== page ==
One of the first observations the men make about Herland is how carefully the forestland around the city is maintained, and Jeff confirms that every tree in the forest is fruit- or nut-bearing, or in some way useful. The entire forest is not so much a wilderness as an immense garden. The forests exemplify the Herlandian way, especially with regard to nature. First, the forests are completely under human control. Every aspect of the ecosystem has been rationalized and made to serve the women in the most efficient way possible, but without the waste and ugliness associated with industrial exploitation. The useful, pleasant aspects of nature have been encouraged to flourish, and the aggressive, wasteful elements have been bred out. The women have gently forced nature to cooperate.
Though men such as Terry associate nature with ferocity and physical challenge, the Herlandian forests represent a different kind of relationship between humans and their environment. Natural life is humanized; it cooperates with and supports humanity rather than reduces human behavior to so-called “natural laws” that tend to favor competition and the domination of the strong over the weak. The women are disgusted to learn the barest details of the modern meat industry, which stands in sharp contrast to the Herlandian women’s relationship to their well-tended forests.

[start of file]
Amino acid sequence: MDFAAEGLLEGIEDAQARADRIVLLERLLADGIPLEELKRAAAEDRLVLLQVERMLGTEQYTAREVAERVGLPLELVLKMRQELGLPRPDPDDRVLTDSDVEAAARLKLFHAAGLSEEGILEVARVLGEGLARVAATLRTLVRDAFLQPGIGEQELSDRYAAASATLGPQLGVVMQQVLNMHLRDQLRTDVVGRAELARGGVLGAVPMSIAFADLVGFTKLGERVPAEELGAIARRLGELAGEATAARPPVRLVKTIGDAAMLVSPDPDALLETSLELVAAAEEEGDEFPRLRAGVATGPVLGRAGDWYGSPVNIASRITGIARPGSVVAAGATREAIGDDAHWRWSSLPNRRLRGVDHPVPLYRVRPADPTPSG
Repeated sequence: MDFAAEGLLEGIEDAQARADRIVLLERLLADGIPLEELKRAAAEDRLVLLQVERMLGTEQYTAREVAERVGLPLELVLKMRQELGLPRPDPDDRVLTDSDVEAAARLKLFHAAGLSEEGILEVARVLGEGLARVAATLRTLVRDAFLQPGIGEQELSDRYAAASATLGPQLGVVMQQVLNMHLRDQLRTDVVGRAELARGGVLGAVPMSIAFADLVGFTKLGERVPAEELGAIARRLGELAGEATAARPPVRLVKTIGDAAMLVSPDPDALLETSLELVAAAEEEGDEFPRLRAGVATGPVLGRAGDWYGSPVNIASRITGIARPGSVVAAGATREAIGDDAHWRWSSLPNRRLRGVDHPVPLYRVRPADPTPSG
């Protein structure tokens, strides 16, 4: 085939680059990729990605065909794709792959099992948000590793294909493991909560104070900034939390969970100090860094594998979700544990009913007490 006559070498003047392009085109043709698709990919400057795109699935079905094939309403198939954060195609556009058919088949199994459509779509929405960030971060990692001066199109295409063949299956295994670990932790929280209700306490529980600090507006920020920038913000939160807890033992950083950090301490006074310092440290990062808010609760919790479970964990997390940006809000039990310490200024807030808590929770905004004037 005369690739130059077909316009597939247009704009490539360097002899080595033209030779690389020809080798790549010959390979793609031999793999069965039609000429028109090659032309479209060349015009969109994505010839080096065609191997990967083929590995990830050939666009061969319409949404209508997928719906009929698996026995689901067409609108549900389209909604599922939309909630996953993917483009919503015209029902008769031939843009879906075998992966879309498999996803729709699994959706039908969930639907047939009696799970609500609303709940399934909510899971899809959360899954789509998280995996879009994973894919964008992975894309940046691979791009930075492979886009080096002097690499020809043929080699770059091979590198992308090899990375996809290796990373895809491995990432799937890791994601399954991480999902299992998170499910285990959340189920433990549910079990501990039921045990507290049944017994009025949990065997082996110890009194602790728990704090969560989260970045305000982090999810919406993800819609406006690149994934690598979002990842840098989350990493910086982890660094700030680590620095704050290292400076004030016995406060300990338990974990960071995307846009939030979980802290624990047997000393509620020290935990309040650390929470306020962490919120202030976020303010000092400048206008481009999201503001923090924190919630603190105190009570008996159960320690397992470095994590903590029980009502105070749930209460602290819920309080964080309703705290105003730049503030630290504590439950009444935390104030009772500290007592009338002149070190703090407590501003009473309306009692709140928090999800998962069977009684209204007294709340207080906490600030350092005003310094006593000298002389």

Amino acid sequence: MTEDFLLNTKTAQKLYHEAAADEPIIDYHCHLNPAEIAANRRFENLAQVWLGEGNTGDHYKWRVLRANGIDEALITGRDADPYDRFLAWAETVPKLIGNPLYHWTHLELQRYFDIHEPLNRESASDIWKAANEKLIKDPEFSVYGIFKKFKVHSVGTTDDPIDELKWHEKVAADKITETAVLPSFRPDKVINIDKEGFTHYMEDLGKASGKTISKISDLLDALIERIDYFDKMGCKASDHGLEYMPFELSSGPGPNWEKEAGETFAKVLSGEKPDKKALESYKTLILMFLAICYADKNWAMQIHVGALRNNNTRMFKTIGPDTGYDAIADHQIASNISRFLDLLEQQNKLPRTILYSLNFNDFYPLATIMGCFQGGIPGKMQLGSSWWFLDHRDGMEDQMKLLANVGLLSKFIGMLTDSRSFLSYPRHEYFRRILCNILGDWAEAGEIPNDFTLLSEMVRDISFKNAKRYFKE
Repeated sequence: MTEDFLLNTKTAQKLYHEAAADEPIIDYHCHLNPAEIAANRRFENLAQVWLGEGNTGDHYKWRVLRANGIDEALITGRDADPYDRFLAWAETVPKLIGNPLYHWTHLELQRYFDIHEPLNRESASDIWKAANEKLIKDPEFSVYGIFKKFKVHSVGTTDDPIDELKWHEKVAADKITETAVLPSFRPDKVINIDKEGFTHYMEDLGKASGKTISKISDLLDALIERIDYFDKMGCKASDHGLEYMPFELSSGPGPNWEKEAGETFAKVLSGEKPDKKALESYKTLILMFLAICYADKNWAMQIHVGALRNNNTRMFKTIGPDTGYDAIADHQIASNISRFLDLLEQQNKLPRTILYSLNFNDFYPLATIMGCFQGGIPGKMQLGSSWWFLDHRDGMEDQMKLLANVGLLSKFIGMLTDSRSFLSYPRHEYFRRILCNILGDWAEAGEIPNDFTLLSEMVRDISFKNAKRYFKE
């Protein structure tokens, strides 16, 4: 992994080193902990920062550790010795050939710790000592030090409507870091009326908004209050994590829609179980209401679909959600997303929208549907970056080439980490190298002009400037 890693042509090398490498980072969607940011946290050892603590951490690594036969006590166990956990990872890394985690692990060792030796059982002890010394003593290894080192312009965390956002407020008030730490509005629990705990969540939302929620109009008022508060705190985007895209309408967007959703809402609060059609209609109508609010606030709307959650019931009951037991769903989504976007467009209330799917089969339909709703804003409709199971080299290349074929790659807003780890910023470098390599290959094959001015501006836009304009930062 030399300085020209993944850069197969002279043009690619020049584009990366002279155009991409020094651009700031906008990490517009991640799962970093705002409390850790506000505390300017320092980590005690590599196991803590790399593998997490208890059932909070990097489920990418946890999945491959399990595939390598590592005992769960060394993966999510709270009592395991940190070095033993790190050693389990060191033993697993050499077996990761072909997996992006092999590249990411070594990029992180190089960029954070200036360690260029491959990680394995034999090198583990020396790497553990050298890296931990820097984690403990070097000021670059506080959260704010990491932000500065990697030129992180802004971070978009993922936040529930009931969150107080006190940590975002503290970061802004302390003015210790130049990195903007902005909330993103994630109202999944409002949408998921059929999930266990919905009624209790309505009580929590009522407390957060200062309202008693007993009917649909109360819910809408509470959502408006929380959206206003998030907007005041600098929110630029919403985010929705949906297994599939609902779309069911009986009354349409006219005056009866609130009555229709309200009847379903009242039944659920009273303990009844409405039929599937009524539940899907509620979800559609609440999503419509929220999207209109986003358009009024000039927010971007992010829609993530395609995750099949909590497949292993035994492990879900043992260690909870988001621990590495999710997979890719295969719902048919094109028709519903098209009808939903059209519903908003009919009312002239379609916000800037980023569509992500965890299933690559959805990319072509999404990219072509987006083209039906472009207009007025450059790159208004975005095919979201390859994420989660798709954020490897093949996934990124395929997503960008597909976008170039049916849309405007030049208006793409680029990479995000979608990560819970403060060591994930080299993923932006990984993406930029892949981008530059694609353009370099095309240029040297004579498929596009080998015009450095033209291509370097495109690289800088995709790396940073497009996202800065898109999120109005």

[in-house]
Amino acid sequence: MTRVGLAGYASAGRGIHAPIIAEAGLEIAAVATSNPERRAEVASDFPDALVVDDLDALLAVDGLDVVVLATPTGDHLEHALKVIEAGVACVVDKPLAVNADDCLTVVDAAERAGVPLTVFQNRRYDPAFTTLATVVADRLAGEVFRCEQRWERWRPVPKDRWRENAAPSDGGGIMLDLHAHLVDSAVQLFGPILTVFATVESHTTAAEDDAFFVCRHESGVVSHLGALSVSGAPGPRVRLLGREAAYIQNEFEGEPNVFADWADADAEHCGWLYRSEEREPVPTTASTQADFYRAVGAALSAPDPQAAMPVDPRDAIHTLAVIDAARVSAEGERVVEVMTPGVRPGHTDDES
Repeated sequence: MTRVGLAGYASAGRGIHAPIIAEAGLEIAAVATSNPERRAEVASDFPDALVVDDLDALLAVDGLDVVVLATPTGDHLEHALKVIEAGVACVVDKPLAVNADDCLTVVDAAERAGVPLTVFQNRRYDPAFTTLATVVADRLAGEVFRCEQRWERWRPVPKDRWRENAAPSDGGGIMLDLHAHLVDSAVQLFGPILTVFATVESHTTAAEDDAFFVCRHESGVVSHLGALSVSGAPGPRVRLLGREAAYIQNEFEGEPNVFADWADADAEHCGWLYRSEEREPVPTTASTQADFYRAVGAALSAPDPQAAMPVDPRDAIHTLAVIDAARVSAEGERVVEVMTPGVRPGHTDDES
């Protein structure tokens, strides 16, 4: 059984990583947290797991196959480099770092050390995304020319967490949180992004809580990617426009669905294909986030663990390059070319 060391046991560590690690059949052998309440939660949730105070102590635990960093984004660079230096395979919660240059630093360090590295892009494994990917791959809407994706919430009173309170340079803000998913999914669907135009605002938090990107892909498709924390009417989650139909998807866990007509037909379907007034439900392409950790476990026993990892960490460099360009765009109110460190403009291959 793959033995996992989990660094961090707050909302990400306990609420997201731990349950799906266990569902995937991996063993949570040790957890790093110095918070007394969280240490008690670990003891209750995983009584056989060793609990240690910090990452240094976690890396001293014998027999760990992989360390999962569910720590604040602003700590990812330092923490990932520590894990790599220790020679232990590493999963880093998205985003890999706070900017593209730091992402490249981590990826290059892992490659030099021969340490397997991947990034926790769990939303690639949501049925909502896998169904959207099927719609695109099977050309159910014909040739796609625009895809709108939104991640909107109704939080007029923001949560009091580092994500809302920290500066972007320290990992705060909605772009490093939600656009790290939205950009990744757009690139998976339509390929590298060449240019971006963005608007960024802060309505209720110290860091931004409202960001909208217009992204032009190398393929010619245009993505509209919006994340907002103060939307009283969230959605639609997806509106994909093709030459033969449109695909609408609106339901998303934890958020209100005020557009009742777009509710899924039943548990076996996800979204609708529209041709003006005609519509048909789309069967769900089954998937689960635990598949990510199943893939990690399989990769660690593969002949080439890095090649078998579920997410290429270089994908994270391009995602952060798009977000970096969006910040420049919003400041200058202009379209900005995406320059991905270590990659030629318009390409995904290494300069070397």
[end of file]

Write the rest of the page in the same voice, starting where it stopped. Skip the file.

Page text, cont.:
Contrary to the men’s expectations, the Herlandian women’s clothes are not frivolous, but rather, practical and stylish: the women wear a one-piece undergarment, hose, and either a tunic or a long robe, which is attractively stitched and has many useful pockets. In our society, women are often assumed to be vain and frivolous because of their clothing, and thus, Gilman uses the Herlandians’ clothing to confound the shortsighted expectations of the men, who are forced to admit that the women are no less attractive for having shorter hair and practical clothes. In time, Jeff and Van even come to prefer the Herlandian style. The men, too, must adopt Herlandian dress, and they find the clothes comfortable and becoming, which suggests that Herland’s style is fitting for both men and women alike. When Van eventually leaves Herland, he misses the clothing, and, by extension, the eminently reasonable, attractive, and comfortable lifestyle that those clothes represent.